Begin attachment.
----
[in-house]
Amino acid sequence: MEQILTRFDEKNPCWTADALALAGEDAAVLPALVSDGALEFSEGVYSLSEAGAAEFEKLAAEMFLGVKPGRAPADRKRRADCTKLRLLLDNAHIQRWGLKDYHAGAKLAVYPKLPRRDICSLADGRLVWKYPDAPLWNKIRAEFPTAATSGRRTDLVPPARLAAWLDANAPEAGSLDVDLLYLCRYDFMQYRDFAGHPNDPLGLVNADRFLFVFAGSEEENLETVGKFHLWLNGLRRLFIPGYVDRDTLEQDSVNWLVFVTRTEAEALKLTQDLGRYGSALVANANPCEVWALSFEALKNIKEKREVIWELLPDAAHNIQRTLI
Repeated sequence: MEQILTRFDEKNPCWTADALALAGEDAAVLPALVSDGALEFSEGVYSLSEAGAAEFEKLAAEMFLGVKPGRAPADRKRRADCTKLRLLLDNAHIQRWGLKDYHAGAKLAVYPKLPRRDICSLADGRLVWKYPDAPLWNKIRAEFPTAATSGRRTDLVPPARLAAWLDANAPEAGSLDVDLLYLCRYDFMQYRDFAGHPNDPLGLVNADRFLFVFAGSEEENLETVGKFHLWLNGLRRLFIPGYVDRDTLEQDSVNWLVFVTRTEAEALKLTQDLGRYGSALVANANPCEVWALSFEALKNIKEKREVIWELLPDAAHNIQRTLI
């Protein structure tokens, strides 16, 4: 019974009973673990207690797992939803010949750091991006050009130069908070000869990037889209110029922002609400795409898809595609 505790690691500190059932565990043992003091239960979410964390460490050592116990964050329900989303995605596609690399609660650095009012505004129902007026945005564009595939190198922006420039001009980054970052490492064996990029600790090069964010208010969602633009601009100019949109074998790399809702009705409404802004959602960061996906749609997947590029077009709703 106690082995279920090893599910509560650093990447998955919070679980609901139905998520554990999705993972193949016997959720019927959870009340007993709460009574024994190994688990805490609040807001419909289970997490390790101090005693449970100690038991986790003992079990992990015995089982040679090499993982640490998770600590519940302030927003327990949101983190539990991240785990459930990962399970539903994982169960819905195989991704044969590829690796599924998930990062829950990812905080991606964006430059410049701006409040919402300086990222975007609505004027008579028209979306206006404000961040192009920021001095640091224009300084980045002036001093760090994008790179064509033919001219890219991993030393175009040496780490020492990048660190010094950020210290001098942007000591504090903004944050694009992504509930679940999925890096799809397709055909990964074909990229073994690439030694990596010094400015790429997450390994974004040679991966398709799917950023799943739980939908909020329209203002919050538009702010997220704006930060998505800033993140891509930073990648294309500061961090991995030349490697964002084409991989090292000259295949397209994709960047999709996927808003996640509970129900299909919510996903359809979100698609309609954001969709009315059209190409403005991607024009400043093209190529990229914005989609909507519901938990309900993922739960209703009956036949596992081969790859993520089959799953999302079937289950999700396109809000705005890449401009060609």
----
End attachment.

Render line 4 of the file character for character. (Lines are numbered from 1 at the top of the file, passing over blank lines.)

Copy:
């Protein structure tokens, strides 16, 4: 019974009973673990207690797992939803010949750091991006050009130069908070000869990037889209110029922002609400795409898809595609 505790690691500190059932565990043992003091239960979410964390460490050592116990964050329900989303995605596609690399609660650095009012505004129902007026945005564009595939190198922006420039001009980054970052490492064996990029600790090069964010208010969602633009601009100019949109074998790399809702009705409404802004959602960061996906749609997947590029077009709703 106690082995279920090893599910509560650093990447998955919070679980609901139905998520554990999705993972193949016997959720019927959870009340007993709460009574024994190994688990805490609040807001419909289970997490390790101090005693449970100690038991986790003992079990992990015995089982040679090499993982640490998770600590519940302030927003327990949101983190539990991240785990459930990962399970539903994982169960819905195989991704044969590829690796599924998930990062829950990812905080991606964006430059410049701006409040919402300086990222975007609505004027008579028209979306206006404000961040192009920021001095640091224009300084980045002036001093760090994008790179064509033919001219890219991993030393175009040496780490020492990048660190010094950020210290001098942007000591504090903004944050694009992504509930679940999925890096799809397709055909990964074909990229073994690439030694990596010094400015790429997450390994974004040679991966398709799917950023799943739980939908909020329209203002919050538009702010997220704006930060998505800033993140891509930073990648294309500061961090991995030349490697964002084409991989090292000259295949397209994709960047999709996927808003996640509970129900299909919510996903359809979100698609309609954001969709009315059209190409403005991607024009400043093209190529990229914005989609909507519901938990309900993922739960209703009956036949596992081969790859993520089959799953999302079937289950999700396109809000705005890449401009060609």